Russia govt. to consider recognizing Georgia breakaway regions
Russia’s foreign minister said on Wednesday that the government would study closely a proposal by the Russian parliament to recognize the breakaway Georgian republics of South Ossetia and Abkhazia.
Russia’s lower house of parliament proposed on March 21 that the president and the government consider the issue of whether to recognize the Georgian regions, which have been seeking independence since the early 1990s. “It [the proposal] will be studied closely and all the factors will be taken into account,” Sergei Lavrov told parliamentary members. He said the unilateral declaration of independence by Kosovo from Serbia on February 17 was among the factors that had led to Russia considering the move. Russia has called the recognition of Kosovo an example of double standards by the US and other countries that have acknowledged Pristina’s sovereignty. He also mentioned Russia’s “consistent adherence to the principles of sovereignty and territorial integrity,” and “the supremacy of international law,” as well as Russia’s commitments under the UN Charter as factors.
Shortly after Kosovo declared its independence, Abkhazia and South Ossetia, along with Moldova’s Transdnestr, asked Russia’s parliament, the United Nations and other organizations to recognize their independence. In their statement, backed by 441 of 450 votes, Russian MPs said it was necessary to protect people in Abkhazia and South Ossetia, most of whom are Russian passport holders, from a possible invasion by Georgia or from Georgia’s possible accession to NATO.
The Russian Foreign Ministry denied on Wednesday claims that Russia had previously promised never to recognize the secessionist regions. The Foreign Ministry has commented on an interview by Georgian President Mikheil Saakashvili, published by the Kommersant daily on March 31. “This is not the first time that the Foreign Ministry has specified the genuine content of the conversation between the presidents of Russia and Georgia in Moscow on February 21. We have already said that the issue of unsettled conflicts was not discussed in detail by Vladimir Putin and Mikheil Saakashvili, and of course Russia did not promise to the Georgian side never to recognize Abkhazia or South Ossetia,” the ministry stated.
The ministry added that attempts to misrepresent Russia’s position made “rather an unpleasant impression.” Both Abkhazia and South Ossetia were involved in bloody conflicts with Georgia after proclaiming independence following the split-up of the Soviet Union in 1991. Peacekeeping in the Georgian-Abkhaz conflict zone is currently carried out by collective CIS forces staffed with Russian service personnel. The situation in the Georgian-South Ossetian conflict area is controlled by joint forces also including Russian peacekeepers. Tbilisi has repeatedly called for replacing the current peacekeeping format with international contingents. However, Lavrov said Russia would keep its peacekeepers in the conflict zones. “Our peacekeeping contingent in the regions will be maintained and reinforced on the basis of our international commitments,” the minister said.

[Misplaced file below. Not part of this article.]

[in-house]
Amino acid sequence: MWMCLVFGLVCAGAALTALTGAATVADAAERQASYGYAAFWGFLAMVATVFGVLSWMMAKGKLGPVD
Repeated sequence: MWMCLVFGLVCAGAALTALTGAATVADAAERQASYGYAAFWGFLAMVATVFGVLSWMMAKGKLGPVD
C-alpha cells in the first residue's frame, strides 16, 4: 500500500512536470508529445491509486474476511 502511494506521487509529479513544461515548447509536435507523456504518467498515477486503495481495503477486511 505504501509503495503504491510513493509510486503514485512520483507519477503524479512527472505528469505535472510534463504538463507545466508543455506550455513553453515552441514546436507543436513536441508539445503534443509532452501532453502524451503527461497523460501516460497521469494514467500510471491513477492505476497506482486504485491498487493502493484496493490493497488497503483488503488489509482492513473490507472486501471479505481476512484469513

Abkhazia has accused Georgia of deliberately sparking tensions in conflict zones in order to speed up its admission to NATO. The former Soviet republic’s bid for entry into NATO’s Membership Action Plan, a precursor for membership in the Western military alliance, is to be discussed at a NATO summit in Bucharest from April 2-4. “Resolute actions by our troops stopped bloodshed in Abkhazia, South Ossetia and Transdnestr. Our peacekeepers have also ensured so far relative stability in these regions, despite provocations, primarily by the Georgian side,” Lavrov said. The minister also said that Russia was seeking to improve relations with Georgia and was ready to consider resuming Georgian wine imports, suspended two years ago. “We are ready to consider the measures being taken by Georgia to bring its wines and agricultural products into line with the necessary requirements,” Lavrov said.
Russia imposed a ban on Georgian wine, mineral water and agricultural products in March 2006 over concerns that they contained traces of pesticides and heavy metals. Georgia countered that the move was political and did not reflect the quality of its goods. Despite remaining tensions, Russia resumed air and sea links with Georgia last week. Moscow imposed a transportation and postal blockade on the Caucasus state in October 2006 in apparent retaliation for the detention on espionage charges of four Russian army officers. (rian.ru)
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